“Severely restrained inventory and the tightening grip it’s putting on affordability is the primary culprit for the considerable sales slump throughout much of the country last month,” Yun said in a statement.

That situation contributed to new-home sales hitting their highest pace in nearly nine years in July, as the Commerce Department reported on Tuesday.

Image result for Half of Chinese property buyers delay UK deals until after EU voteThe strength of the market is putting more pressure on builders to pick up the pace of construction, but also to build smaller, more affordable residences.

Yun noted that there was too little construction of new condominiums, a small portion of the market but a key option for more budget-constrained families.

Kristin Reynolds, US economist at IHS Global Insight, said the US used housing market remains on track for its best year since 2006, when the market bubble peaked and began to collapse.

“The fundamentals for housing remain encouraging, with employment and incomes steady and very low borrowing costs,” she said in a client note.

“We expect moderate price appreciation to encourage inventory expansion and sustain the pace of existing-home sales.”

Mortgage Rates Remain Flat in U.S. in Early August

According to Freddie Mac’s latest Primary Mortgage Market Survey (PMMS), the average fixed mortgage rate changed little from the previous week and remaining near historic lows.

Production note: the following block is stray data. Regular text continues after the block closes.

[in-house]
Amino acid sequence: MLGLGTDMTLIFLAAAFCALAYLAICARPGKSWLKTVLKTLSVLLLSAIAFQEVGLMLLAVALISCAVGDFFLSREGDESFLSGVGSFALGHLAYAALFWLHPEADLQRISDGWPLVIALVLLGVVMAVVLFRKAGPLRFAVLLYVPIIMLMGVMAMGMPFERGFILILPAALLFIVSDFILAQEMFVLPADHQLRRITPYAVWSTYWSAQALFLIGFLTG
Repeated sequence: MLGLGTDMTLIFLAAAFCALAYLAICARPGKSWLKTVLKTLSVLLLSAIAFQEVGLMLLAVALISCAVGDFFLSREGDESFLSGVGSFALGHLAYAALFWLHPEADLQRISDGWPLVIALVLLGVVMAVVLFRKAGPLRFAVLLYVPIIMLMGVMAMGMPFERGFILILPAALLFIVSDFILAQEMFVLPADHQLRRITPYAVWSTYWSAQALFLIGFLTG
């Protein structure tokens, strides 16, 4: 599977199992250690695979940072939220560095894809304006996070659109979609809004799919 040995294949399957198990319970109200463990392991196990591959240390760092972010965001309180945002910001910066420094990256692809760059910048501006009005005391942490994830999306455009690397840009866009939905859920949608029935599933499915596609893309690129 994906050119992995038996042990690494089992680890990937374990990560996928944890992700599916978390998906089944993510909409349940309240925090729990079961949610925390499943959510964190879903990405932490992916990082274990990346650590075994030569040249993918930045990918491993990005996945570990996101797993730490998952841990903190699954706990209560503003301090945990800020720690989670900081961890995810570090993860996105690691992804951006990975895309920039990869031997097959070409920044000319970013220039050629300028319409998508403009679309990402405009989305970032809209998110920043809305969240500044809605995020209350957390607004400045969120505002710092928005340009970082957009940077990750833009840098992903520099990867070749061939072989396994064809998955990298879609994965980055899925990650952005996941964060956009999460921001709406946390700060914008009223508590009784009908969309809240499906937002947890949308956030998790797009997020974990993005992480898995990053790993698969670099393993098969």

Sean Becketti, chief economist of Freddie Mac, “A surprisingly strong July jobs report showed 255,000 jobs added and 0.3 percent wage growth from last month, exceeding many experts’ expectations. In response, the 10-Year Treasury yield rose to its highest level since June and the 30-year fixed-rate mortgage increased 2 basis points to 3.45 percent.”

Image result for Half of Chinese property buyers delay UK deals until after EU voteFreddie Mac News Facts

  • 30-year fixed-rate mortgage (FRM) averaged 3.45 percent with an average 0.5 point for the week ending August 11, 2016, up from last week when it averaged 3.43 percent. A year ago at this time, the 30-year FRM averaged 3.94 percent.
  • 15-year FRM this week averaged 2.76 percent with an average 0.5 point, up from last week when it averaged 2.74 percent. A year ago at this time, the 15-year FRM averaged 3.17 percent.
  • 5-year Treasury-indexed hybrid adjustable-rate mortgage (ARM) averaged 2.74 percent this week with an average 0.5 point, up from last week when it averaged 2.73 percent. A year ago, the 5-year ARM averaged 2.93 percent.

Real estate company Mid-America Apartment to buy rival Post Properties

Mid-America Apartment Communities Inc is buying rival real estate investment trust Post Properties in a deal worth about $3.9 billion.

The deal brings together two companies that owns or operates rental communities in several southern cities, including Atlanta, Dallas and Charlotte, North Carolina.